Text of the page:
To further support his claim that there were few private gunmakers of any kind in business during the Colonial period, and that all were individual craftsmen or very small operations, Bellesiles gives scattered figures for the number of gunmakers and gunsmiths during the period, emphasizing their involvement in government contracts ending in failure from poor quality or short deliveries. The purpose and effect of his presentation is to minimize our expectations of the number of guns that could have been produced by such a small number of gunsmith shops operating at what he describes as their low rate of production before the advent of interchangeable parts.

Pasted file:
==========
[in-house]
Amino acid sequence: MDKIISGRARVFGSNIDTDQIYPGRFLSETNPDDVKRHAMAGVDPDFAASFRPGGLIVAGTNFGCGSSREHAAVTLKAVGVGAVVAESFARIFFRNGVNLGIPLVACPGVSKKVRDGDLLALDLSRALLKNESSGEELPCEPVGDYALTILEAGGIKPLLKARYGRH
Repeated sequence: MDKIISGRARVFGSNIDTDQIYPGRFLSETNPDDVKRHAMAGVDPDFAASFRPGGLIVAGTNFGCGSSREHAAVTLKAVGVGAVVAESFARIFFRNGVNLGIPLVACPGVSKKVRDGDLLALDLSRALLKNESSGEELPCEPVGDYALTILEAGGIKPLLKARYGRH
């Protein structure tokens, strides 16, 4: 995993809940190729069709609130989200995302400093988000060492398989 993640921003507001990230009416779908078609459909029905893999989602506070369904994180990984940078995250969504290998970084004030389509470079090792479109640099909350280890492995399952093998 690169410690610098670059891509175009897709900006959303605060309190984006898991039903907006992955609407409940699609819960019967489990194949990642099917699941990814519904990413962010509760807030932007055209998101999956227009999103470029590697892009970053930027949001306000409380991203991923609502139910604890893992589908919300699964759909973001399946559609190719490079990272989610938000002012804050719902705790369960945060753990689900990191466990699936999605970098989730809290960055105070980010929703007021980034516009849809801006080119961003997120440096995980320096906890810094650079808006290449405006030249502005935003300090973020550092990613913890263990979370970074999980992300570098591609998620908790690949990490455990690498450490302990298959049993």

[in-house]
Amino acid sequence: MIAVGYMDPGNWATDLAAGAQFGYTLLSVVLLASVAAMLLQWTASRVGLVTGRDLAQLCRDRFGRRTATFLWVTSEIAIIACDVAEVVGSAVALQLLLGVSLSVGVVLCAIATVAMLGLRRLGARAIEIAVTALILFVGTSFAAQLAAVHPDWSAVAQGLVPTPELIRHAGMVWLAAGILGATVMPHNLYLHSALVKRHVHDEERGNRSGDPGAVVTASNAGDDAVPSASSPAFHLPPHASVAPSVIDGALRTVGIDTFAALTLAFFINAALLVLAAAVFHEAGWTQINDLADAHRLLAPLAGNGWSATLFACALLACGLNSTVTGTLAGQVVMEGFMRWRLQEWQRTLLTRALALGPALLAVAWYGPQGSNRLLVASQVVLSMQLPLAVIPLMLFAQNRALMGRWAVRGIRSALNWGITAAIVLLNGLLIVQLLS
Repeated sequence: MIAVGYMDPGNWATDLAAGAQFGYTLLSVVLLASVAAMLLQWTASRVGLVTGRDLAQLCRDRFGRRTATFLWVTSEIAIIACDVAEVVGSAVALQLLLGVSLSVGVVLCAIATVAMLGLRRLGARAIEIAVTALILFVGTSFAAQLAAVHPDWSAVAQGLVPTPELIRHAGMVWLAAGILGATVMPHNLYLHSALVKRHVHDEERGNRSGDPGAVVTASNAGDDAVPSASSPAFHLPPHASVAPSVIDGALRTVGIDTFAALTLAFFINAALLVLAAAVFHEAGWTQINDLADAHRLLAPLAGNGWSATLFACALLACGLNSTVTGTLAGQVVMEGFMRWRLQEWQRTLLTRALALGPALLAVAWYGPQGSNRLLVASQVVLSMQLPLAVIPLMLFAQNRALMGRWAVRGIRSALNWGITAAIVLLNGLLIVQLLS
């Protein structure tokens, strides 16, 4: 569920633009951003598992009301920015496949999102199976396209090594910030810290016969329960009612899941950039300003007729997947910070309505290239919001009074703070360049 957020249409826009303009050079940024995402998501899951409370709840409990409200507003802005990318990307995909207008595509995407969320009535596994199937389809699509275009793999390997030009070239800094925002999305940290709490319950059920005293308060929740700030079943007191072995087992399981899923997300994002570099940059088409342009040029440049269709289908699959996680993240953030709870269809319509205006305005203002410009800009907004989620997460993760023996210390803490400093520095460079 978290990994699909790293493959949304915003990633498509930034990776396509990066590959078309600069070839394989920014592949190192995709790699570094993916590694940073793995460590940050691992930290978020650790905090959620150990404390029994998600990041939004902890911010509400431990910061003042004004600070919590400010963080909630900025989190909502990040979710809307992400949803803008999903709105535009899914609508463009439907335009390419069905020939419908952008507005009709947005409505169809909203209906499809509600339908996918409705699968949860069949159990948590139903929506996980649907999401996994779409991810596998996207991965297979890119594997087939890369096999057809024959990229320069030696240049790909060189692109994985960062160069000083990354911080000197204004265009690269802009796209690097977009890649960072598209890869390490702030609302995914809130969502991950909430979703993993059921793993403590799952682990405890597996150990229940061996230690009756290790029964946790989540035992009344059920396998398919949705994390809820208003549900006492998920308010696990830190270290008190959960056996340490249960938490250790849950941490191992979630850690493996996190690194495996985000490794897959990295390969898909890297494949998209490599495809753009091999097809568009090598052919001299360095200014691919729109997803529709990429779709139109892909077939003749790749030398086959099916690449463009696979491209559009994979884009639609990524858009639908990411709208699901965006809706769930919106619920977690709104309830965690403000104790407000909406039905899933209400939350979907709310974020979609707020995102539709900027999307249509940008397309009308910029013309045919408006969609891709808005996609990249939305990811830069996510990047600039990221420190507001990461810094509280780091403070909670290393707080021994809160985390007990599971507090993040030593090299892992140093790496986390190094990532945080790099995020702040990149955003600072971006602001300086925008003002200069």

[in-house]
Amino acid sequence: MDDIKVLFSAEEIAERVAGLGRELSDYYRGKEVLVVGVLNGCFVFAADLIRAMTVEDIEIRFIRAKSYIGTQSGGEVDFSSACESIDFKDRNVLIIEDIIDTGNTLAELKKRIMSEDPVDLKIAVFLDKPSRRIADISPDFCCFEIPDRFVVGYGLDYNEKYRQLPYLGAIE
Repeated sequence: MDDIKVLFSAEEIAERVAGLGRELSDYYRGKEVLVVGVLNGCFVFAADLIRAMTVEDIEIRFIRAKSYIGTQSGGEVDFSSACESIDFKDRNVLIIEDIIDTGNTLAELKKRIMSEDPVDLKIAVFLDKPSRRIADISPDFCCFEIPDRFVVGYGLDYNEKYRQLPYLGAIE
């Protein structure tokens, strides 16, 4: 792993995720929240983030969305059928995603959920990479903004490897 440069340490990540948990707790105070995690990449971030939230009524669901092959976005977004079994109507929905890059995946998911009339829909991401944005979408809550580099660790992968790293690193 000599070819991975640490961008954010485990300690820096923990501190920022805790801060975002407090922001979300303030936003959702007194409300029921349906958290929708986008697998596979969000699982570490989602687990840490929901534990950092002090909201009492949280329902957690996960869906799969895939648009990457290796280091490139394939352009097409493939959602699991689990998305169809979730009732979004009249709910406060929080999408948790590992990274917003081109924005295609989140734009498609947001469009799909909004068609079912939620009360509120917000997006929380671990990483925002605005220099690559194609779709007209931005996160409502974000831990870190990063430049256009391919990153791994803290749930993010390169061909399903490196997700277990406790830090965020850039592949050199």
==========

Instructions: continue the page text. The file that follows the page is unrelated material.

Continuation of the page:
Although business records as we think of them are quite a recent development, even so, there is more evidence against his view than Bellesiles cares to use. Indeed, there is ample evidence to support a different conclusion. Using the count in Carey (1953), I tabulated the number of gunmaking establishments, private and governmental, listed as in business for any length of time in America from the earliest listings through 1820, including those listed as in operation about 1820, but omitting those setting up in 1820 or later. I tallied those in Pennsylvania separately. My count of what's in the book may be off by a few, but for what it is worth, the total is 756 gunsmith businesses, of which 412 (56%) operated in Pennsylvania[12]. There is every reason to suppose that Carey's count is far from complete; he said so himself. This is sharply different from the impression Bellesiles seeks to create, of a few small operations barely able to make a few pieces a month, with some of them foundering for lack of demand.